One other idea is to see if the exes will agree to be together for Christmas dinner or Christmas Eve. More and more divorced families are trying this out as a way to be with their kids. Again, the success of this plan would hinge on the exes’ decision to give it a try and exercise a little “peace on Earth”!
After much discussion, Jennifer and Sam decided to host both Christmas Eve and dinner. One parent has already opted out of Christmas Eve, but the rest agreed to come and focus on their kids and the holiday rather than past wounds or hurts that by choice remain unresolved.
How have you successfully negotiated holiday time when divorce is in play?
You wait for the doctor to come in to the exam room. The wait seems like an eternity. The table is cold and so are you because the gown is so thin. You wish he would just show up. He does. He barely makes eye contact, writes notes on his computer, hands you a prescription and sends you away with very little conversation. The whole thing feels a bit unsettling.
This experience happens far too often with doctors who are rushed, overworked and pressured to see more patients than they care to see. What can result is prescriptions errors, missed diagnoses and a feeling of distrust. And doctors are feeling the eroding bond between themselves and patients. In a Consumer Reports survey, 70% of doctors felt that since they began practicing medicine, their bond with patients has steadily decreased.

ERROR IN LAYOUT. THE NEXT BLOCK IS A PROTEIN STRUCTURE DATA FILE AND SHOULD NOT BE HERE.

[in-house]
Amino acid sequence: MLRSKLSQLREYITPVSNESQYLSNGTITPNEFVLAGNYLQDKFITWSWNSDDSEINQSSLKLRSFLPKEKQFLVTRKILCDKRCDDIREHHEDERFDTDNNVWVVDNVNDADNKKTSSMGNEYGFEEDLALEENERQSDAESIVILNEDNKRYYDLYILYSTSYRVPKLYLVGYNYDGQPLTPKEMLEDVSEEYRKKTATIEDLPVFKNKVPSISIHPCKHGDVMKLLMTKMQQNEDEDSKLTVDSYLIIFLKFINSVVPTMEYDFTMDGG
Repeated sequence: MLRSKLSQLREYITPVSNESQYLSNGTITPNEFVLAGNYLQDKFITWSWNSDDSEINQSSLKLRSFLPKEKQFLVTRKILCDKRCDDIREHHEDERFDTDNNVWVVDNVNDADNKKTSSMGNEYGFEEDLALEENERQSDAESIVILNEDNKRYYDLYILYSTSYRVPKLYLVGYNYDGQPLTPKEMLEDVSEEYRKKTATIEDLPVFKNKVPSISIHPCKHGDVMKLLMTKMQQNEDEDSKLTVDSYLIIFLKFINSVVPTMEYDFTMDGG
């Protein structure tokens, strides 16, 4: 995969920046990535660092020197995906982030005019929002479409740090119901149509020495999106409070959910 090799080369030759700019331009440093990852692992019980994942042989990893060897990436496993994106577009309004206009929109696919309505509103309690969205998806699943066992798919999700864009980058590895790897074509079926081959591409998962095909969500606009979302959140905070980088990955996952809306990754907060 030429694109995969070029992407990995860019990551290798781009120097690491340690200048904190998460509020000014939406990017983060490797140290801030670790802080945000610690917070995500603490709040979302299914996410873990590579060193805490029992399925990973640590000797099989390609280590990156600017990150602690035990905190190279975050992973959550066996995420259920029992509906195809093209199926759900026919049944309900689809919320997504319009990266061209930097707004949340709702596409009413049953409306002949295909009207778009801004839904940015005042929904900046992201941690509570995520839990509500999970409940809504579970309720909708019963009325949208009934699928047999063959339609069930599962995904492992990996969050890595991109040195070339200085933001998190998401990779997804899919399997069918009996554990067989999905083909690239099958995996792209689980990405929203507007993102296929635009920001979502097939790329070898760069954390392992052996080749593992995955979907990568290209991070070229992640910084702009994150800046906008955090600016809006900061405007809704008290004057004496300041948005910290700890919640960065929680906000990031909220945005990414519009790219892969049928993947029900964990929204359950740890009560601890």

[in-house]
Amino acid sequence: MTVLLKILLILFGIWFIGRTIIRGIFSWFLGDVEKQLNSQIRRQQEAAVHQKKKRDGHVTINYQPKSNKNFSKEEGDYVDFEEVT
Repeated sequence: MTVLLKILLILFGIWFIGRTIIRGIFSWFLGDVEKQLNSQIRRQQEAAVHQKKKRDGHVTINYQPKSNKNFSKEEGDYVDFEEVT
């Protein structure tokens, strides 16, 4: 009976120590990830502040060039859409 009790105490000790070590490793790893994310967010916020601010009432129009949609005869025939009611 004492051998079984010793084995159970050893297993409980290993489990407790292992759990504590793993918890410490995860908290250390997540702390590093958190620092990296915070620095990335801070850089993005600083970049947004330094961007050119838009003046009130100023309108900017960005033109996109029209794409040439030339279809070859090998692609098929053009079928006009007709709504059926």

The patient-doctor relationships seems to be eroding. We no longer trust that our doctors have the time to really listen to us and dig deep regarding symptoms. But policy makers and physicians have noticed the decline and have research to support the need for doctor -patient care to be based in a caring trusting connection.
Next time you have a doctor visit, note the following. These are ways doctors can open communication and show care.
Does my doctor…
- greet me by name
- sit down
- attend to my comfort
- establish eye contact
- listen without interrupting
- show attention with nonverbal cues, such as nodding
- allow silences while I search for words
- acknowledge and legitimize my feelings
- explain and reassure me during examinations
- ask explicitly if there are other areas of concern
If you feel hurried, you may want to address the issue. Doctors don’t like overly busy schedules either.